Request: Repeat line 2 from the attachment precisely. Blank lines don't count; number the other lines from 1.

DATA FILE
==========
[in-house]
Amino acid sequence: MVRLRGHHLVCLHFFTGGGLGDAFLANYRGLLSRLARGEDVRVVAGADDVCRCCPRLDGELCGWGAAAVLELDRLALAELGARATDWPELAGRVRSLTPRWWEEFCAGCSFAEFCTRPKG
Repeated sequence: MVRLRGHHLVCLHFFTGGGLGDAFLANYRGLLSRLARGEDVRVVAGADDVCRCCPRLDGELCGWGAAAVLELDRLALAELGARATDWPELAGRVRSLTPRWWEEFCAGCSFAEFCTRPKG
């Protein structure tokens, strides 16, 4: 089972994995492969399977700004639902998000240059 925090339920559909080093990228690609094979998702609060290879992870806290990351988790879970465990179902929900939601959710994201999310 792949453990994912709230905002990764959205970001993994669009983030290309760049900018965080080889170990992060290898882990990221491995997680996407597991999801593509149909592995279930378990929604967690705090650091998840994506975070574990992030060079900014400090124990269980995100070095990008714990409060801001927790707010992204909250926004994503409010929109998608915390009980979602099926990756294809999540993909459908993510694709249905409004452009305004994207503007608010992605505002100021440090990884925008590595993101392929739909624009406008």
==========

Amino acid sequence: MVRLRGHHLVCLHFFTGGGLGDAFLANYRGLLSRLARGEDVRVVAGADDVCRCCPRLDGELCGWGAAAVLELDRLALAELGARATDWPELAGRVRSLTPRWWEEFCAGCSFAEFCTRPKG